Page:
Not much conflict with cricketers' view
At least four complaints have been filed to the BCCI ethics officer Justice DK Jain regarding Conflict of Interest against Sachin Tendulkar, VVS Laxman, Sourav Ganguly and Rahul Dravid
Cricketers past and present, met the Supreme Court-appointed Committee of Administrators (CoA) members Diana Edulji and Ravindra Thodge yesterday to put forward their viewpoint on the contentious Conflict of Interest issue.
At least four complaints have been filed to the BCCI ethics officer Justice DK Jain regarding Conflict of Interest against Sachin Tendulkar, VVS Laxman, Sourav Ganguly and Rahul Dravid.
The meeting was initiated by the CoA to understand what the cricketers feel before preparing a report which will be presented to the Amicus Curiae (friend of court). This is an attempt to convince the apex court to allow the BCCI to relook into the Conflict of Interest issue.
'Affecting every cricketer'
One of the cricketers, who attended the meeting, told mid-day: "There were many examples of issues relating to Conflict of Interest which were highlighted. It is affecting almost every cricketer in this country. If we continue to stick to these rules, we may not get any cricketers to work with. In that case, the BCCI will have to get footballers and hockey players to work with."
Cricketers of repute like Dilip Vengsarkar, Sanjay Manjrekar, Ajit Agarkar, Sourav Ganguly (via Skype) along with former and current players Rohan Gavaskar, Irfan Pathan and Parthiv Patel attended yesterday's meeting. Dravid, who is facing a conflict allegation, recused himself from attending the meeting, while Laxman couldn't make it due to a family emergency.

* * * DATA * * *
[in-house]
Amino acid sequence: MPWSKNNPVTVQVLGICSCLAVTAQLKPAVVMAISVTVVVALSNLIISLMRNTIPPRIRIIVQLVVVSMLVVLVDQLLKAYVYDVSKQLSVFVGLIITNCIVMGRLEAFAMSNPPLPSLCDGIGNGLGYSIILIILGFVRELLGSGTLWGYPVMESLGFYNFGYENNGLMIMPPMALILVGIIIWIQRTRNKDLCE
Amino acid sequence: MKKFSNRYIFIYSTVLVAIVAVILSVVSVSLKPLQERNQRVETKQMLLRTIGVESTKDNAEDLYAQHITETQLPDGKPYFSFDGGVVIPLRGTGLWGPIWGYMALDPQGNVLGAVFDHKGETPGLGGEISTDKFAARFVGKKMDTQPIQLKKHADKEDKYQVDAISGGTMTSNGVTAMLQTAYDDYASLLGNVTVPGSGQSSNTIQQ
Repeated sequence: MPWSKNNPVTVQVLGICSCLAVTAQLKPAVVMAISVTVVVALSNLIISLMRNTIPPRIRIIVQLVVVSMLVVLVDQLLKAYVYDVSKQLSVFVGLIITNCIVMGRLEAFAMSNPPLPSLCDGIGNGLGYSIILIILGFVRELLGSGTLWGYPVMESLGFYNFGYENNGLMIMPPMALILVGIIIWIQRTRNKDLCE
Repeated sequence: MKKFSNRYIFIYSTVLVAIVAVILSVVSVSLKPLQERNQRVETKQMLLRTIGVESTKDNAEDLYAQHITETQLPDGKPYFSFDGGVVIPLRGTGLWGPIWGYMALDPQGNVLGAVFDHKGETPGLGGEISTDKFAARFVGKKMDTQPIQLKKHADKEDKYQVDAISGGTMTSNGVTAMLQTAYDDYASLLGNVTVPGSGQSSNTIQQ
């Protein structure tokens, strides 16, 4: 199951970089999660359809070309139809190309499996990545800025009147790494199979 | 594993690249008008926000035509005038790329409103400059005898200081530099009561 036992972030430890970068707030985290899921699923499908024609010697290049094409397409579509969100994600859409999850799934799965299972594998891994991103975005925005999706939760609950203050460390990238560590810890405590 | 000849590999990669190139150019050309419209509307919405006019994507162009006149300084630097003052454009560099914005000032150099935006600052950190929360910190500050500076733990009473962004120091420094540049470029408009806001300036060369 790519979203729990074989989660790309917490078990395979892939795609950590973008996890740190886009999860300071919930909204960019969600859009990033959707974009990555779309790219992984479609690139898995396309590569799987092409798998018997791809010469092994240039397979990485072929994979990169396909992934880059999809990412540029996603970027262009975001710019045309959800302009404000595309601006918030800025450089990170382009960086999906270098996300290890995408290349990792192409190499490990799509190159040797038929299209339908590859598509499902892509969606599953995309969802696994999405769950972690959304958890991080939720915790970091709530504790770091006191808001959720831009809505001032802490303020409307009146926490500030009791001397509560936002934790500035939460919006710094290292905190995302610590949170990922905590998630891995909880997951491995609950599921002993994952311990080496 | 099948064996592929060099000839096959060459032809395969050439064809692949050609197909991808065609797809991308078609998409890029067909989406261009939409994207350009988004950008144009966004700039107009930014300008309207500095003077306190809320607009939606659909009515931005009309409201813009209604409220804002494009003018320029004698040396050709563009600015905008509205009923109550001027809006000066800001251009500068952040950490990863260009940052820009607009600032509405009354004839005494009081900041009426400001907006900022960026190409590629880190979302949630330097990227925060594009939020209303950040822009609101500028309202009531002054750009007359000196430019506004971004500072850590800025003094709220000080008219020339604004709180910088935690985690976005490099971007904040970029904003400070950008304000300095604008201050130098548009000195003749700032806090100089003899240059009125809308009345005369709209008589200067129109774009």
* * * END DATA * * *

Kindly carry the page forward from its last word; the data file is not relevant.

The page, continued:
Vengsarkar, who termed the meeting fruitful, said: "It was a platform where the cricketing community spoke about conflict issues affecting them. This discussion was important. We have been told that these points will be communicated to the Amicus Curiae, who will place it before the Supreme Court."
Another veteran cricketer said: "Ambiguity in Conflict of Interest rules was discussed at length. The cricketers felt that there can be either direct conflict or no conflict. There shouldn't be these tractable and intractable clauses in Conflict of Interest rules. Roger Binny was a clear conflict where he was a selector while his son was playing for India. Kris Srikkanth was another clear conflict case where he was chairman of selectors and brand ambassador of an IPL team. In such cases you are directly conflicted. But there are some cases where you cannot be a selector because you run an academy. One has to understand that whether that academy is related to the role he is performing," said the cricketer.
A cricketer raised a query during the meeting that if a player figures in only Ranji Trophy and IPL can he do commentary. He received a positive reply.
CoA member Edulji said the points discussed would be looked into. "We discussed problems faced by cricketers as well as problems faced by us [the administrators] to implement and it was a very good vibrant discussion. Some good suggestions came in," the former India women's captain said.
CoA member Thodge empathised with the cricketers. "There are some genuine difficulties which our cricketers face. We may not agree with certain things, but we agree with some of their concerns," he said.
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